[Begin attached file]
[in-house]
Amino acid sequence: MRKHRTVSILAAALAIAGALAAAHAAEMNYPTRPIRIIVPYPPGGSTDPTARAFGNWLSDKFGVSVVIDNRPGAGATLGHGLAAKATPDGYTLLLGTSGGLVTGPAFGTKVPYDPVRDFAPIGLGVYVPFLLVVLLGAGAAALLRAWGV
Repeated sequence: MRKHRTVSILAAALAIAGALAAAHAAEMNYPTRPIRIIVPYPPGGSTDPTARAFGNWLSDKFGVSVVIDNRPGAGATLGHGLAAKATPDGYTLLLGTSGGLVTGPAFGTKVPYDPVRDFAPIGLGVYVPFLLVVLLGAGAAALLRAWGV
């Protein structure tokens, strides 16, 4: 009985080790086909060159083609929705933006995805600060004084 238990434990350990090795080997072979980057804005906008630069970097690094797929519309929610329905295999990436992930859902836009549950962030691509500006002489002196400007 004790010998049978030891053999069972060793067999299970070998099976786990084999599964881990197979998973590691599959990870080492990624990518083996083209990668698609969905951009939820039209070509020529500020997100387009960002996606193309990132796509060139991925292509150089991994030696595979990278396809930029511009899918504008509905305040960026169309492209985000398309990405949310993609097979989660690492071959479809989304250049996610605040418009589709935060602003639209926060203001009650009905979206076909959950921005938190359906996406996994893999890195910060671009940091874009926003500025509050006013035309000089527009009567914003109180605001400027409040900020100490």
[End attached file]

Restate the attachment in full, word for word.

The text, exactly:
[in-house]
Amino acid sequence: MRKHRTVSILAAALAIAGALAAAHAAEMNYPTRPIRIIVPYPPGGSTDPTARAFGNWLSDKFGVSVVIDNRPGAGATLGHGLAAKATPDGYTLLLGTSGGLVTGPAFGTKVPYDPVRDFAPIGLGVYVPFLLVVLLGAGAAALLRAWGV
Repeated sequence: MRKHRTVSILAAALAIAGALAAAHAAEMNYPTRPIRIIVPYPPGGSTDPTARAFGNWLSDKFGVSVVIDNRPGAGATLGHGLAAKATPDGYTLLLGTSGGLVTGPAFGTKVPYDPVRDFAPIGLGVYVPFLLVVLLGAGAAALLRAWGV
């Protein structure tokens, strides 16, 4: 009985080790086909060159083609929705933006995805600060004084 238990434990350990090795080997072979980057804005906008630069970097690094797929519309929610329905295999990436992930859902836009549950962030691509500006002489002196400007 004790010998049978030891053999069972060793067999299970070998099976786990084999599964881990197979998973590691599959990870080492990624990518083996083209990668698609969905951009939820039209070509020529500020997100387009960002996606193309990132796509060139991925292509150089991994030696595979990278396809930029511009899918504008509905305040960026169309492209985000398309990405949310993609097979989660690492071959479809989304250049996610605040418009589709935060602003639209926060203001009650009905979206076909959950921005938190359906996406996994893999890195910060671009940091874009926003500025509050006013035309000089527009009567914003109180605001400027409040900020100490």